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YouTube: Users will have to commit to WHO-approved practices to be labeled as “reliable” in algorithm

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In an attempt to limit “health misinformation,” YouTube announced it will certify medical professionals as “reliable” and “authoritative” sources of information.

In a blog post on the platform’s website, its global head of YouTube Health Dr. Garth Graham said: “YouTube Health has been working on additional ways to help doctors, nurses, mental health professionals and healthcare information providers to bring high quality health information into the spaces that people visit throughout their day – like their favorite video-sharing app.”

To apply to be labeled as reliable, users have to submit their license and adhere to the “best practices” for sharing health information set by the World Health Organization (WHO), the Council of Medical Specialty Societies (CMSS), and the National Academy of Medicine (NAM).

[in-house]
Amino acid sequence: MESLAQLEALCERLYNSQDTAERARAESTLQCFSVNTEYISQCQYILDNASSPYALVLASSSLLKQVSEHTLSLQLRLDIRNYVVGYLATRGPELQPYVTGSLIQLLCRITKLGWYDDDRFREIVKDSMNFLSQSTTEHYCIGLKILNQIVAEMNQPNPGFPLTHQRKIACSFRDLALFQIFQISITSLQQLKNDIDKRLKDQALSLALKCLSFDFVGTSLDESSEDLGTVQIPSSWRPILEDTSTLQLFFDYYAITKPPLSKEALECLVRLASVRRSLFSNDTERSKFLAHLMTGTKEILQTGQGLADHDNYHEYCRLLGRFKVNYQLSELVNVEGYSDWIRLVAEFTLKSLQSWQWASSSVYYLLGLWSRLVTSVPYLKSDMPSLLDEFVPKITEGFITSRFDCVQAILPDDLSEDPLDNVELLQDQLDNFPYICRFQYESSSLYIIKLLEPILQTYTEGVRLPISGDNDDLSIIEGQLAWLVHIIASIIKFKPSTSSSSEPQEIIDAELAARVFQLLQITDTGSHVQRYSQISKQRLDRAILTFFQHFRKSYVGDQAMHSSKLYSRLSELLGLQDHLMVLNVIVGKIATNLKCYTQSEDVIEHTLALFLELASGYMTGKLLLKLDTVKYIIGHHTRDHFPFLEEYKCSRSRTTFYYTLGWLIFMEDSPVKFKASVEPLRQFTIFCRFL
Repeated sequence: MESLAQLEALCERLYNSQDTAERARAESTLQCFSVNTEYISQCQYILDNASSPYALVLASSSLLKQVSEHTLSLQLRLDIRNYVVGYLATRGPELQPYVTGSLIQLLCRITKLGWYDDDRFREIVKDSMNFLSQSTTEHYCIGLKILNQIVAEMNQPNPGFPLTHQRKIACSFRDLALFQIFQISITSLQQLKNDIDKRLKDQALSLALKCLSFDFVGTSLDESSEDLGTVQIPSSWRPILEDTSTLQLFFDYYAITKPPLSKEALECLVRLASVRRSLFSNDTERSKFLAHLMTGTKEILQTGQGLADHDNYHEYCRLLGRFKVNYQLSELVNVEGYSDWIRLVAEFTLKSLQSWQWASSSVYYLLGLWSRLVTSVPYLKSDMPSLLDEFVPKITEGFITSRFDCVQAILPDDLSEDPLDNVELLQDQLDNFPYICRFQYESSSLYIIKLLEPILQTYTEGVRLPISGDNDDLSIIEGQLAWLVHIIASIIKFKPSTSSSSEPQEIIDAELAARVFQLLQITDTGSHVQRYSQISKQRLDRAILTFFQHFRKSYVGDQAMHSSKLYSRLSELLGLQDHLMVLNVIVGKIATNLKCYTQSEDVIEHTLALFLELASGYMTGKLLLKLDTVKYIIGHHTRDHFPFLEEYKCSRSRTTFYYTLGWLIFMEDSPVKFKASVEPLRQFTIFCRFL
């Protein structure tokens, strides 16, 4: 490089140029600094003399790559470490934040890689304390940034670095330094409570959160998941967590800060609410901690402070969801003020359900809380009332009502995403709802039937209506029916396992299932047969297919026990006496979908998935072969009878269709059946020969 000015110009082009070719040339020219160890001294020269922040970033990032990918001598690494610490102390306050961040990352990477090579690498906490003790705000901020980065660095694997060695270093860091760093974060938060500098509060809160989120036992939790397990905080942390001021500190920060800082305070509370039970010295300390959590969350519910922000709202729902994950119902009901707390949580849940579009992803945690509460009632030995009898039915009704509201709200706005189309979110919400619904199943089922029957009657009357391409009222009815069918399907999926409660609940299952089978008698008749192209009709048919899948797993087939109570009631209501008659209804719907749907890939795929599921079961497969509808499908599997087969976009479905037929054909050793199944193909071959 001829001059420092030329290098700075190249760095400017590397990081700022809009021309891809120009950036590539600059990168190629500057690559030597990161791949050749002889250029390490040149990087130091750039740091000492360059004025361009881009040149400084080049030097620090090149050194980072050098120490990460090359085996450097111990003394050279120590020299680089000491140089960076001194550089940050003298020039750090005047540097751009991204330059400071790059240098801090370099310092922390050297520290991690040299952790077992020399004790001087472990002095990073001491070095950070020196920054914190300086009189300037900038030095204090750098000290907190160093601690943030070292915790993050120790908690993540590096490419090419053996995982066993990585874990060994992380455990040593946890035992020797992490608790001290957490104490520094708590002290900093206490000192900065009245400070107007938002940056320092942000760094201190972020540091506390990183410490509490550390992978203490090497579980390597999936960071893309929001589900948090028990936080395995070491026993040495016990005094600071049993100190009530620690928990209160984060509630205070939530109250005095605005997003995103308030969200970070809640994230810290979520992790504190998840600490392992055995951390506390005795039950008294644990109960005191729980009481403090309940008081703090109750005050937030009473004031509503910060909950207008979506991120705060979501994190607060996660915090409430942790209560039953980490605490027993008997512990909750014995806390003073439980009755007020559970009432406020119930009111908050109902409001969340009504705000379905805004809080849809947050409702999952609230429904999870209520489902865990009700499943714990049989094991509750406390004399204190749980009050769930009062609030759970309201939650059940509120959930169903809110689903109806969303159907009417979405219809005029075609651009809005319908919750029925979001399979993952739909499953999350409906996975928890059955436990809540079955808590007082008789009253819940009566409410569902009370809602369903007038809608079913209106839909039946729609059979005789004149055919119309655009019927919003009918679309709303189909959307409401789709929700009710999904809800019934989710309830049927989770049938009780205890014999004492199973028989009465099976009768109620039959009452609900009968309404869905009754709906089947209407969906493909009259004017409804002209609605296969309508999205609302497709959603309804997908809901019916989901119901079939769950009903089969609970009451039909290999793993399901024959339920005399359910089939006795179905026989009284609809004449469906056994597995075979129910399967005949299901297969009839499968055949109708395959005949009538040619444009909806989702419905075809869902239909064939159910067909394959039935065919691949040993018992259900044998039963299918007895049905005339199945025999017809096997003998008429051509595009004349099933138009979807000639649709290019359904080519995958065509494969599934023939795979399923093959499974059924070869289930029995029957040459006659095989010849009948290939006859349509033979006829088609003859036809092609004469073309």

YouTube gives “authoritative” sources a boost in the algorithm and non-authoritative sources are suppressed.

“In the coming months, eligible channels that have applied through this process will be given a health source information panel that identifies them as a licensed healthcare professional and their videos will appear in relevant search results in health content shelves,” the blog post says.

YouTube has been censoring medical information that contradicts the narrative of local health authorities and the WHO – even when information provided by the WHO turned out to be false.

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